Why Doug McDermott Will Succeed in Chicago


It’s the dark and dreary days of the off-season for basketball fans, and those of us who love the beautiful game are left with little to do but fantasize about how the coming season will shape up.

Luckily for Bulls fans, what looked to be another disappointing offseason with the front office’s failure to land big name free agents Lebron James (not that this was EVER a possibility) or Carmelo Anthony has been given a shot of adrenaline. That shot’s name is Doug McDermott, the 6’8 small forward out of Creighton, acquired by the Bulls in a draft night trade with the Denver Nuggets.



Anyone who watched McDermott at Creighton knew that he had a sweet stroke, but its doubtful that anyone really expected him to take the summer league by storm quite the way he has. In leading the Summer League Bulls to the top seed in the playoffs, McDermott is averaging 20.5 points per game and shooting an absolutely ridiculous 50% from three-point range. In the past, the Bulls have suffered from a dearth of conscience-less gunners, players willing to take the shot, even when contested. Too often the ball spun around the perimeter, made its way inside, and then back out again, with precious seconds ticking off the shot clock before a last-second hoist was sent up with a prayer. McDermott will quickly correct this problem, as he seems to meet few shots he doesn’t like. And why should he? They’re going in at an absurd rate.



If you’re worried that Dougie McBuckets is no more than a selfish shooter, always looking to get his own numbers, you can put those fears to rest. In interviews during summer league play, McDermott has talked up the unselfish nature of his group of teammates, and the result has been visible in the way that he is already developing a thriving partnership with second-year player Tony Snell.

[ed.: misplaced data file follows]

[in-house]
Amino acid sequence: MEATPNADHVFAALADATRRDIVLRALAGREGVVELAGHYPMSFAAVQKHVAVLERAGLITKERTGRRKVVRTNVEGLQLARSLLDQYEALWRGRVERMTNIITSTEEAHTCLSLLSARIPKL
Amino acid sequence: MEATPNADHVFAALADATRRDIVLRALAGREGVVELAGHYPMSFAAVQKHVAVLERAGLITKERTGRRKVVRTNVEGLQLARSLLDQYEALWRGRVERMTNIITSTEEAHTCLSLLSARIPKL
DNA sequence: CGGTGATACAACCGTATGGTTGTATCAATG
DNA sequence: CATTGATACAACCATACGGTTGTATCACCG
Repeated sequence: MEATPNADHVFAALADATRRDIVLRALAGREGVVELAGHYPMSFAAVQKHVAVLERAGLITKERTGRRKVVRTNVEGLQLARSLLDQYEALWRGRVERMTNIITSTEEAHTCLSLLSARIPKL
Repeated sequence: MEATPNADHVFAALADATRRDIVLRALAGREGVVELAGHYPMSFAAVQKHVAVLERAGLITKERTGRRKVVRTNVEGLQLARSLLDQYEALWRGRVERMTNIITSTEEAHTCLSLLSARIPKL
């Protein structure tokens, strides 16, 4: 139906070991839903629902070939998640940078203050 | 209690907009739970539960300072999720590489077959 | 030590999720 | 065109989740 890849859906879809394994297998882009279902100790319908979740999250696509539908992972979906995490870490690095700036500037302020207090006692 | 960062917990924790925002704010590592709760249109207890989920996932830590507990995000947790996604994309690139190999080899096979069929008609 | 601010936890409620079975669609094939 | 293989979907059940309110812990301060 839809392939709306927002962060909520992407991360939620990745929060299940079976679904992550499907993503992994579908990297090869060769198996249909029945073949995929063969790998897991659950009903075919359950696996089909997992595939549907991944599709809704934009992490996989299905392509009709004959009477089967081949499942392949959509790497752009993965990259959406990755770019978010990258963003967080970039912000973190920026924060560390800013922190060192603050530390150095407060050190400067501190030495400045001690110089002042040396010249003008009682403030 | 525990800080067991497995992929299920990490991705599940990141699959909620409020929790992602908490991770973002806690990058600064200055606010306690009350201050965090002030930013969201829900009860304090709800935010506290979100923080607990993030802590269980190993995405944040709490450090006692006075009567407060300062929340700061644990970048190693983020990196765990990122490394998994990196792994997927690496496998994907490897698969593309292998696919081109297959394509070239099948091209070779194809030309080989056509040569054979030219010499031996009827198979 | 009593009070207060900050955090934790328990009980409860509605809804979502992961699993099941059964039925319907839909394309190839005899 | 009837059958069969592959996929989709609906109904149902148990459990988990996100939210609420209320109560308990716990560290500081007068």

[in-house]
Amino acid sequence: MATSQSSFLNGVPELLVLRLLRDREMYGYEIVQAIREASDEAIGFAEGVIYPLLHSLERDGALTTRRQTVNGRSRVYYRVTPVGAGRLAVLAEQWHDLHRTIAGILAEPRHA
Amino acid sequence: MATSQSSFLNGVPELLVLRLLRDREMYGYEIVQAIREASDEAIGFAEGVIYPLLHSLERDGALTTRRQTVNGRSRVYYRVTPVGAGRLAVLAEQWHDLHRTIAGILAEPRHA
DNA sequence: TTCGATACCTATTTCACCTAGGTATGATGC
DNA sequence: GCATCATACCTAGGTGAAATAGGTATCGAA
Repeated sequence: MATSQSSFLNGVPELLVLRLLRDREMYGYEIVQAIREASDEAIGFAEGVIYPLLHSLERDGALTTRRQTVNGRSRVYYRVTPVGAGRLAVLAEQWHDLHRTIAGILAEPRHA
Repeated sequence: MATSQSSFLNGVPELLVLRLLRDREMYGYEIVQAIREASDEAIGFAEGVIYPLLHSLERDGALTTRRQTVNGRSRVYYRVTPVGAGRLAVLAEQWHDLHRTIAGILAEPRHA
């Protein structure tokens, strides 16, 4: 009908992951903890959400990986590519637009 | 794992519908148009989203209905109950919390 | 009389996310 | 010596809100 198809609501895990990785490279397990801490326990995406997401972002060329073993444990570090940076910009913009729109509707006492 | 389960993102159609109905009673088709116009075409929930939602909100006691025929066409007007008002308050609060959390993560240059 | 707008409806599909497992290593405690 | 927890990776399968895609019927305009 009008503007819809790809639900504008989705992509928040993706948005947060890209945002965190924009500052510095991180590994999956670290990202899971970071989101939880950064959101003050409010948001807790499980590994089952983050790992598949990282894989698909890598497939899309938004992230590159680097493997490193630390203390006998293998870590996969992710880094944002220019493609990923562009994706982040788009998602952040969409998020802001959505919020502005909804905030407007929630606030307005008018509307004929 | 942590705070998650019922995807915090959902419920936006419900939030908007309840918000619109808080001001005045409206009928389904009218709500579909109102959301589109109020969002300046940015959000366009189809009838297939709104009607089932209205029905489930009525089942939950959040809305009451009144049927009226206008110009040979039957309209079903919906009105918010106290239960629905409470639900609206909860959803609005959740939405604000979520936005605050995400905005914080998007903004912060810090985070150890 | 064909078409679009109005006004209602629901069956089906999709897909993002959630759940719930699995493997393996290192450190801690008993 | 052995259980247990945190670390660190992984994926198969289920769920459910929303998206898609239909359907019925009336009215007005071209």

McDermott’s assists are up from his time in college, where he averaged 1.2 per game in his final season. He is averaging 2.5 per game in the summer league, though his turnover numbers are up as well, from 2.2 to 3 per game. This is due in large part to his willingness to find his teammates slashing to the interior, where he has demonstated impressive court vision on bounce passes, but also in his ability to recognize when defenses are keying in on him and finding the open shooter, namely Snell.

Snell is among the rarest of rookies, those who actually get a decent amount of playing time under Bulls head coach Tom Thibodeau. The rangy wing’s work ethic, growing understanding of Chicago’s demanding defensive schemes, and ability to stroke it from range earned him repeated chances to let his spot on the bench get a cool-down. Seeing the chemistry he and McDermott are already displaying should be a source of optimism for those who hope that this year’s Bulls bench is capable of producing at a high level, lessening the obscene number of minutes Thibs has foisted on his starters in years past.

Floor Spacing


McDermott is often compared to Kyle Korver, which is understandable when one sees the shared Creighton origins and sweet outside shots. Where the comparison falls about, though, is the rest of the shooting game, and that’s where McDermott provides something that Korver could not, which is a constant demand for the defense to stick with him. During Korver’s two seasons in Chicago, it was not uncommon to see defenses leave him alone in the corner while they collapsed the lane, waiting to close out on him if the ball somehow managed to come his way. McDermott is able to manufacture his shot to a much greater extent than Korver, and shoots efficiently from just about everywhere on the floor, which means that his defender will always have to stay on him.

In short, the player of many nicknames (Dougie McBuckets, Dougie Fresh, Murderbot) has all the tools he needs to succeed offensively in Chicago. While he will likely take some time to fully grasp the intricacies of the defensive schemes, his ability to knock down long-range shots at a high rate will give him unparalleled value to a team sorely in need of instant offense. Look for him to come off the bench in a big way for Chicago this season, and expect Stacy King to have a lot of fun calling the games. Large McBuckets with Hot Sauce, Neil!!!


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